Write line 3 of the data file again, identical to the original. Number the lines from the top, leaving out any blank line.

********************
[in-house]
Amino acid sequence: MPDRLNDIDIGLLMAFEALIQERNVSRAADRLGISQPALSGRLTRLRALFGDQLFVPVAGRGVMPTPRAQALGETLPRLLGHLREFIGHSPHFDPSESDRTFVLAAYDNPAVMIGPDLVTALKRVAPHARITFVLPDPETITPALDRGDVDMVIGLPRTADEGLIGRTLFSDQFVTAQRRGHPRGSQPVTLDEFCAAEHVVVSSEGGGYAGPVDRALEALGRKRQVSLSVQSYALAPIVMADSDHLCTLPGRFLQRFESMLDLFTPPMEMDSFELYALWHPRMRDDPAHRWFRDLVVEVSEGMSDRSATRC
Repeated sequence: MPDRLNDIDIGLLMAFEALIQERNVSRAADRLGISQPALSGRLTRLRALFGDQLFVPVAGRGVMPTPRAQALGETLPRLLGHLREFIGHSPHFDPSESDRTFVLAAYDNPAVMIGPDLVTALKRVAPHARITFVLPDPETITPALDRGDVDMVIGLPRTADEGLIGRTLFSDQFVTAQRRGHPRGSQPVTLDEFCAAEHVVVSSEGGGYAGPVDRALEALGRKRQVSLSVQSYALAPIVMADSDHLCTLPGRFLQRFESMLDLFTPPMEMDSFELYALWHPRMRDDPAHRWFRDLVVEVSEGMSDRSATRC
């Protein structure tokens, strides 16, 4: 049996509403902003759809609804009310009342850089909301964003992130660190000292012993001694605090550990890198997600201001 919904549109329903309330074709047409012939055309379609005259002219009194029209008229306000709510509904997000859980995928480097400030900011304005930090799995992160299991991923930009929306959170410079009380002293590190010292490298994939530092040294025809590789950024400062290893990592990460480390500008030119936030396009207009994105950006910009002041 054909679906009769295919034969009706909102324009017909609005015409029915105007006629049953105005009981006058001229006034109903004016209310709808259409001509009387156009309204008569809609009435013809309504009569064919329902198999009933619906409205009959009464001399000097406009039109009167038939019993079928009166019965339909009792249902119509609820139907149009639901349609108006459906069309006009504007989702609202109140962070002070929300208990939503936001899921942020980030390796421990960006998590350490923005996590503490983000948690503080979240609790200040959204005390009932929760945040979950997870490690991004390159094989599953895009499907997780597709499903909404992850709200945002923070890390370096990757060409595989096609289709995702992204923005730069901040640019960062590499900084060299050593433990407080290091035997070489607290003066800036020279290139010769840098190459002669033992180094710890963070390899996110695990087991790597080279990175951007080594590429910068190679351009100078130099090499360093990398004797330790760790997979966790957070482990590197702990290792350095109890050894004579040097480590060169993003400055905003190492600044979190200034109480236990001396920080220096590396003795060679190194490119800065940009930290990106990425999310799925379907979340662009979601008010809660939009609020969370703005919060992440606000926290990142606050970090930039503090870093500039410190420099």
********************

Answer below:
Repeated sequence: MPDRLNDIDIGLLMAFEALIQERNVSRAADRLGISQPALSGRLTRLRALFGDQLFVPVAGRGVMPTPRAQALGETLPRLLGHLREFIGHSPHFDPSESDRTFVLAAYDNPAVMIGPDLVTALKRVAPHARITFVLPDPETITPALDRGDVDMVIGLPRTADEGLIGRTLFSDQFVTAQRRGHPRGSQPVTLDEFCAAEHVVVSSEGGGYAGPVDRALEALGRKRQVSLSVQSYALAPIVMADSDHLCTLPGRFLQRFESMLDLFTPPMEMDSFELYALWHPRMRDDPAHRWFRDLVVEVSEGMSDRSATRC